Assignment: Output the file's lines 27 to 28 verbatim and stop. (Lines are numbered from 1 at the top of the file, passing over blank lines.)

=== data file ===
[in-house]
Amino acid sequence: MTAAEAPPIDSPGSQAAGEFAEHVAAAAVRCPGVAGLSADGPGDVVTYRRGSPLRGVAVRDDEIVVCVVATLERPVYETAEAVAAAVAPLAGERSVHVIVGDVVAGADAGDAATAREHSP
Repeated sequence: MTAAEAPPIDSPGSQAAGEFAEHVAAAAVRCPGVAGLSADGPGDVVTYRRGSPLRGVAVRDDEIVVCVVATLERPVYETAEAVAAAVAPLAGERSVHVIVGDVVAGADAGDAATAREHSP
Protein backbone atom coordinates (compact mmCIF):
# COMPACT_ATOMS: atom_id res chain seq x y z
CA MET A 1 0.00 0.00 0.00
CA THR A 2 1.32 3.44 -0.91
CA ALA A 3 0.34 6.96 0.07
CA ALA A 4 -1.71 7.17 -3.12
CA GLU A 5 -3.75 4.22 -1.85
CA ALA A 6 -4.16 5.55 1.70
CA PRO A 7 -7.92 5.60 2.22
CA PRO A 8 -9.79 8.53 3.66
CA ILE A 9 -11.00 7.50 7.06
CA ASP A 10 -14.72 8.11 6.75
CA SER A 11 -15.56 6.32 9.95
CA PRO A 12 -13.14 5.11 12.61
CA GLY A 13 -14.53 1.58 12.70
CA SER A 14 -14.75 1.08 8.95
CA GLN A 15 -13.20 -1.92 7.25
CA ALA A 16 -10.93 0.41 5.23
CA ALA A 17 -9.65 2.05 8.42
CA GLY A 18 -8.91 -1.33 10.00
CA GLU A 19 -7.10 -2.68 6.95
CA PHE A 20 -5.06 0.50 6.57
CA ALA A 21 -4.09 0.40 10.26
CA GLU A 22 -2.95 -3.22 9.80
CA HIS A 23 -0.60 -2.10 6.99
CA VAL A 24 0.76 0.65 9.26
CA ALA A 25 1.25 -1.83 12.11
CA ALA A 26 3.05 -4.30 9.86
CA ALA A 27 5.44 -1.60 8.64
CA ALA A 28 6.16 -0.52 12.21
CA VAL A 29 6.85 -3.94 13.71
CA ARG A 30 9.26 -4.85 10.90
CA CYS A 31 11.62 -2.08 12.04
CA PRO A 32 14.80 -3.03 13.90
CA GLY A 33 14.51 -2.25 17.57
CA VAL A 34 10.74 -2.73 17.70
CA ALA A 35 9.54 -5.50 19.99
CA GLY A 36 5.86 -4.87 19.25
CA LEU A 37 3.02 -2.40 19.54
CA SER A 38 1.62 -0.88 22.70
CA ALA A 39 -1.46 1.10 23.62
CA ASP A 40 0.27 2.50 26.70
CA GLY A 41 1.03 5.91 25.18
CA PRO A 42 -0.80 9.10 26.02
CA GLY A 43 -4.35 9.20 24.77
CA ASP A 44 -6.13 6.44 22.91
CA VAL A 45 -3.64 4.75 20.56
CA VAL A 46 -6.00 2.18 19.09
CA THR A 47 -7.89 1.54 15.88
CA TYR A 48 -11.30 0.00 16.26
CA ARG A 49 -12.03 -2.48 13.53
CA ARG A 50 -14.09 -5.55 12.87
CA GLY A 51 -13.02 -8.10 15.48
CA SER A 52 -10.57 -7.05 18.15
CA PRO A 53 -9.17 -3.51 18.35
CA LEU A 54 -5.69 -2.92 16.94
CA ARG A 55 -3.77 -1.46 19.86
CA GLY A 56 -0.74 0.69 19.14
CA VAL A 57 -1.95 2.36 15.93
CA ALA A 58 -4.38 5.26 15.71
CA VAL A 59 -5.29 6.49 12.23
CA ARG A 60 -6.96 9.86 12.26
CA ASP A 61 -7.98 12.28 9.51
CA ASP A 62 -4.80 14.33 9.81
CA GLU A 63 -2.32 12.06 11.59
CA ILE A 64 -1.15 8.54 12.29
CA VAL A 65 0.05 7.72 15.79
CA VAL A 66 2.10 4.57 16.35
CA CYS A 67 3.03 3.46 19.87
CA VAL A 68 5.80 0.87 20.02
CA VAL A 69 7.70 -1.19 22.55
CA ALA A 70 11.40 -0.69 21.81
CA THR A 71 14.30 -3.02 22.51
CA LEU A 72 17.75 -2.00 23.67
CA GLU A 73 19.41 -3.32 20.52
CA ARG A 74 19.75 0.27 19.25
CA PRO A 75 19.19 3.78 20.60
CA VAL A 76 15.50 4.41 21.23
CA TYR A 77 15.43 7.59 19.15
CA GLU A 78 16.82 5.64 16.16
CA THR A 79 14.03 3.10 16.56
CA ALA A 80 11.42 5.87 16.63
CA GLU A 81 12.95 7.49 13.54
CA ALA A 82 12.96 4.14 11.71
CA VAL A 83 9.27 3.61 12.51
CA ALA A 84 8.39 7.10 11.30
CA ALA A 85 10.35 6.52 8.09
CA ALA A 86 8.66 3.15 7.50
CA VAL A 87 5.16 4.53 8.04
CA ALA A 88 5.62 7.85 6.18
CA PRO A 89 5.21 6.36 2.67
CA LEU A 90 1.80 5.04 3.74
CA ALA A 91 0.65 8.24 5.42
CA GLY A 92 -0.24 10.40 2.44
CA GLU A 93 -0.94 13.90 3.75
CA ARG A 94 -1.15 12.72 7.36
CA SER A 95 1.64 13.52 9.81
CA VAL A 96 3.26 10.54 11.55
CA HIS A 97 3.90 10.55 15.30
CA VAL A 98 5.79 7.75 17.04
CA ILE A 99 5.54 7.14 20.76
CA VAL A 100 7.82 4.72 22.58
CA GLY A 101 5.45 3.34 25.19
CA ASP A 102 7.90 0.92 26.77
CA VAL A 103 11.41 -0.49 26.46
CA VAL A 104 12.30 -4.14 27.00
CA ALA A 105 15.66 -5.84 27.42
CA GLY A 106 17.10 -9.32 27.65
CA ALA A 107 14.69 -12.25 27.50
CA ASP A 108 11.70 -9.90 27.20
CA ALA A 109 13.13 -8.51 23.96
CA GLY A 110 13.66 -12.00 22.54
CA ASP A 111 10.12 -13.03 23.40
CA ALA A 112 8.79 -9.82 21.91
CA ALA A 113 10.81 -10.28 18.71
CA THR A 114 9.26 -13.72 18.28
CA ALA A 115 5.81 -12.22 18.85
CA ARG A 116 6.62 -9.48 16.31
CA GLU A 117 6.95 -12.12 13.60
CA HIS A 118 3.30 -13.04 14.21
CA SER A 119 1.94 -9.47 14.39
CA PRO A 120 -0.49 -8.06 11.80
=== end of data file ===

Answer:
CA GLU A 22 -2.95 -3.22 9.80
CA HIS A 23 -0.60 -2.10 6.99